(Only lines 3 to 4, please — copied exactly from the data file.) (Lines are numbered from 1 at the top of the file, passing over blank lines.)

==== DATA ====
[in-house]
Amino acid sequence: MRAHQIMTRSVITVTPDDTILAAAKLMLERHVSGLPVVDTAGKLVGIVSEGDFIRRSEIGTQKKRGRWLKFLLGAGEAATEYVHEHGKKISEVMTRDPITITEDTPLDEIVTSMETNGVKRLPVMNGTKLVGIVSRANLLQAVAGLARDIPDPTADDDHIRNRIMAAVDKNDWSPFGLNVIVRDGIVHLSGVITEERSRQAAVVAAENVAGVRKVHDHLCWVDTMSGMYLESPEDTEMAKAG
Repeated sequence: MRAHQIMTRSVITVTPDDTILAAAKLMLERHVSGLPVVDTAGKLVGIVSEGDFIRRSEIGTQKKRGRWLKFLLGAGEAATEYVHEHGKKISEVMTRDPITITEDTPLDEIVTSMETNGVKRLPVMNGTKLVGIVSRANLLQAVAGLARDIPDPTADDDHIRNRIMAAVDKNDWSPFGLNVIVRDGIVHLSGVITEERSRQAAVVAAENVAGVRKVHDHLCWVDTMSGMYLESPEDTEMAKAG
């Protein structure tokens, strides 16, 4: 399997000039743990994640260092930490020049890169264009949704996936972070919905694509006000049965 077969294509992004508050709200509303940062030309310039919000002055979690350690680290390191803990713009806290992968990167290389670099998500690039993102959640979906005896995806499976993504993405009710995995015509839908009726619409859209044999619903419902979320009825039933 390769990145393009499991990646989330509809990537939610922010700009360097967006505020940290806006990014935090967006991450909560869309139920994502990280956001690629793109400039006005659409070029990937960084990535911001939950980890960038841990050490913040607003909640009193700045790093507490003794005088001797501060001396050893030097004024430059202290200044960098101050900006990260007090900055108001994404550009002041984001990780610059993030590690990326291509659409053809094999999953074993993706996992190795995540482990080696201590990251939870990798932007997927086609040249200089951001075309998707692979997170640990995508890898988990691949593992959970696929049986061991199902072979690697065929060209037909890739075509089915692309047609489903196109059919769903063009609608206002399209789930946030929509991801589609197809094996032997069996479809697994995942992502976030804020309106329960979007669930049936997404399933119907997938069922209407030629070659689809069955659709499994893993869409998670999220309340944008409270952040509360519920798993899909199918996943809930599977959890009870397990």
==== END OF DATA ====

Repeated sequence: MRAHQIMTRSVITVTPDDTILAAAKLMLERHVSGLPVVDTAGKLVGIVSEGDFIRRSEIGTQKKRGRWLKFLLGAGEAATEYVHEHGKKISEVMTRDPITITEDTPLDEIVTSMETNGVKRLPVMNGTKLVGIVSRANLLQAVAGLARDIPDPTADDDHIRNRIMAAVDKNDWSPFGLNVIVRDGIVHLSGVITEERSRQAAVVAAENVAGVRKVHDHLCWVDTMSGMYLESPEDTEMAKAG
């Protein structure tokens, strides 16, 4: 399997000039743990994640260092930490020049890169264009949704996936972070919905694509006000049965 077969294509992004508050709200509303940062030309310039919000002055979690350690680290390191803990713009806290992968990167290389670099998500690039993102959640979906005896995806499976993504993405009710995995015509839908009726619409859209044999619903419902979320009825039933 390769990145393009499991990646989330509809990537939610922010700009360097967006505020940290806006990014935090967006991450909560869309139920994502990280956001690629793109400039006005659409070029990937960084990535911001939950980890960038841990050490913040607003909640009193700045790093507490003794005088001797501060001396050893030097004024430059202290200044960098101050900006990260007090900055108001994404550009002041984001990780610059993030590690990326291509659409053809094999999953074993993706996992190795995540482990080696201590990251939870990798932007997927086609040249200089951001075309998707692979997170640990995508890898988990691949593992959970696929049986061991199902072979690697065929060209037909890739075509089915692309047609489903196109059919769903063009609608206002399209789930946030929509991801589609197809094996032997069996479809697994995942992502976030804020309106329960979007669930049936997404399933119907997938069922209407030629070659689809069955659709499994893993869409998670999220309340944008409270952040509360519920798993899909199918996943809930599977959890009870397990």